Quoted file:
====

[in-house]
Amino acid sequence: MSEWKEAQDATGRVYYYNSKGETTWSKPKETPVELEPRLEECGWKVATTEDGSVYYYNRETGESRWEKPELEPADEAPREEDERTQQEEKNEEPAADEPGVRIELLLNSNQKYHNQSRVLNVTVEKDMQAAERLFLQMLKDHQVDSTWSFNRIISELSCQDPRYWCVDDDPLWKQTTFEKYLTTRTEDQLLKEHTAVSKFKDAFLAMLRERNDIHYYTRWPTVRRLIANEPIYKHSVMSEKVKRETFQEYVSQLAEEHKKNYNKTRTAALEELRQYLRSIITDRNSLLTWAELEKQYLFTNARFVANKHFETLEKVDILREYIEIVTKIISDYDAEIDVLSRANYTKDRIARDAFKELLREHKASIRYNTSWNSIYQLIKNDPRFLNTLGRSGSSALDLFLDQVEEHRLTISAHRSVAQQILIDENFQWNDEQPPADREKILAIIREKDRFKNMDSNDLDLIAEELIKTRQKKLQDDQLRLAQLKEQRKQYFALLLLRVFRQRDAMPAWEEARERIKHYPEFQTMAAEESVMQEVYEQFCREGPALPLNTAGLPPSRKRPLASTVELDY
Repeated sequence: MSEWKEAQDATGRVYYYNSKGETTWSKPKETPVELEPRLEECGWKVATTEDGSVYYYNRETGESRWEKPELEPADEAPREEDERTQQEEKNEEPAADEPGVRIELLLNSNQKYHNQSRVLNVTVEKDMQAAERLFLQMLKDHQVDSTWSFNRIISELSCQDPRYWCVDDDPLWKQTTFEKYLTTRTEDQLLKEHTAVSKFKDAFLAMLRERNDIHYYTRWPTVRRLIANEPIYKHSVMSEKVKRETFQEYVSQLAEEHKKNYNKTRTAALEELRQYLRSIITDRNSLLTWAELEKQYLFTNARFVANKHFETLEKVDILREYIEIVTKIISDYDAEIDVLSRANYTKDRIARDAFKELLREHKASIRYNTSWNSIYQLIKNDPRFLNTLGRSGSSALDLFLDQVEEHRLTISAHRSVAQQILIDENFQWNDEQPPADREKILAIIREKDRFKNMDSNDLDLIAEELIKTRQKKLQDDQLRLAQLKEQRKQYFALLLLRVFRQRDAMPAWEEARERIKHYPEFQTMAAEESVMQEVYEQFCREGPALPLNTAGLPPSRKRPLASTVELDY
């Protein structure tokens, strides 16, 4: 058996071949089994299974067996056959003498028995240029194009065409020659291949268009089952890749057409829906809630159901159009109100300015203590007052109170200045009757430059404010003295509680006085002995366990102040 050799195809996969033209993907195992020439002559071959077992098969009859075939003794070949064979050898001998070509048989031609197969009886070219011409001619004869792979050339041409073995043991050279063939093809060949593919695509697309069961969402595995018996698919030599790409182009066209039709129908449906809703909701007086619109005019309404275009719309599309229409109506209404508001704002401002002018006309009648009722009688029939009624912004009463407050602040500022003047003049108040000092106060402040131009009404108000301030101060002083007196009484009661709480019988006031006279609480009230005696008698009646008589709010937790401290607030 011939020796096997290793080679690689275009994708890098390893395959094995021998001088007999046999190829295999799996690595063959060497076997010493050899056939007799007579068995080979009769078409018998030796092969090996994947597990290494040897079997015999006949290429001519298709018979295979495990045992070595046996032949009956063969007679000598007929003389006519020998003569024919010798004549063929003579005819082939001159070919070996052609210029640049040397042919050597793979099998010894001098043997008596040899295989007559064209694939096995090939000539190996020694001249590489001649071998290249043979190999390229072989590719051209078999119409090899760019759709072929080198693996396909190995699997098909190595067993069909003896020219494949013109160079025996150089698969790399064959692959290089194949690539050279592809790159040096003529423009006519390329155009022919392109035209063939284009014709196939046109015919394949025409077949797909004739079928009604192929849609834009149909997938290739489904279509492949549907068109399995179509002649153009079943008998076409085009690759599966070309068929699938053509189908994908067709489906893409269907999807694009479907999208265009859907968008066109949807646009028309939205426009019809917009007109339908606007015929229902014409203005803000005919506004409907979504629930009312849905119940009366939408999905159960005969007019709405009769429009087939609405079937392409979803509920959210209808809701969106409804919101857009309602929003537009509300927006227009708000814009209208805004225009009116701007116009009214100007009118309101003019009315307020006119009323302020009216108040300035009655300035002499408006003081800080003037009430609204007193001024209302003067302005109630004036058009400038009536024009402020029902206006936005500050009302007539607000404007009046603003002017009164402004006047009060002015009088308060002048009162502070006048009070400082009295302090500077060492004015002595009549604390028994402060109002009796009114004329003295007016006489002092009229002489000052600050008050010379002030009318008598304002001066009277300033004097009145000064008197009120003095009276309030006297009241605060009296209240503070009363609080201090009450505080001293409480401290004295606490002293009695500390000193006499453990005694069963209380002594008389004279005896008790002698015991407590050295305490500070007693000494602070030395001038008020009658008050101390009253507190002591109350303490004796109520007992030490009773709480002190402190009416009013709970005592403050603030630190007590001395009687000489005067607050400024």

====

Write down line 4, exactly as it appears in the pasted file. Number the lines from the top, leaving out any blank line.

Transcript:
């Protein structure tokens, strides 16, 4: 058996071949089994299974067996056959003498028995240029194009065409020659291949268009089952890749057409829906809630159901159009109100300015203590007052109170200045009757430059404010003295509680006085002995366990102040 050799195809996969033209993907195992020439002559071959077992098969009859075939003794070949064979050898001998070509048989031609197969009886070219011409001619004869792979050339041409073995043991050279063939093809060949593919695509697309069961969402595995018996698919030599790409182009066209039709129908449906809703909701007086619109005019309404275009719309599309229409109506209404508001704002401002002018006309009648009722009688029939009624912004009463407050602040500022003047003049108040000092106060402040131009009404108000301030101060002083007196009484009661709480019988006031006279609480009230005696008698009646008589709010937790401290607030 011939020796096997290793080679690689275009994708890098390893395959094995021998001088007999046999190829295999799996690595063959060497076997010493050899056939007799007579068995080979009769078409018998030796092969090996994947597990290494040897079997015999006949290429001519298709018979295979495990045992070595046996032949009956063969007679000598007929003389006519020998003569024919010798004549063929003579005819082939001159070919070996052609210029640049040397042919050597793979099998010894001098043997008596040899295989007559064209694939096995090939000539190996020694001249590489001649071998290249043979190999390229072989590719051209078999119409090899760019759709072929080198693996396909190995699997098909190595067993069909003896020219494949013109160079025996150089698969790399064959692959290089194949690539050279592809790159040096003529423009006519390329155009022919392109035209063939284009014709196939046109015919394949025409077949797909004739079928009604192929849609834009149909997938290739489904279509492949549907068109399995179509002649153009079943008998076409085009690759599966070309068929699938053509189908994908067709489906893409269907999807694009479907999208265009859907968008066109949807646009028309939205426009019809917009007109339908606007015929229902014409203005803000005919506004409907979504629930009312849905119940009366939408999905159960005969007019709405009769429009087939609405079937392409979803509920959210209808809701969106409804919101857009309602929003537009509300927006227009708000814009209208805004225009009116701007116009009214100007009118309101003019009315307020006119009323302020009216108040300035009655300035002499408006003081800080003037009430609204007193001024209302003067302005109630004036058009400038009536024009402020029902206006936005500050009302007539607000404007009046603003002017009164402004006047009060002015009088308060002048009162502070006048009070400082009295302090500077060492004015002595009549604390028994402060109002009796009114004329003295007016006489002092009229002489000052600050008050010379002030009318008598304002001066009277300033004097009145000064008197009120003095009276309030006297009241605060009296209240503070009363609080201090009450505080001293409480401290004295606490002293009695500390000193006499453990005694069963209380002594008389004279005896008790002698015991407590050295305490500070007693000494602070030395001038008020009658008050101390009253507190002591109350303490004796109520007992030490009773709480002190402190009416009013709970005592403050603030630190007590001395009687000489005067607050400024």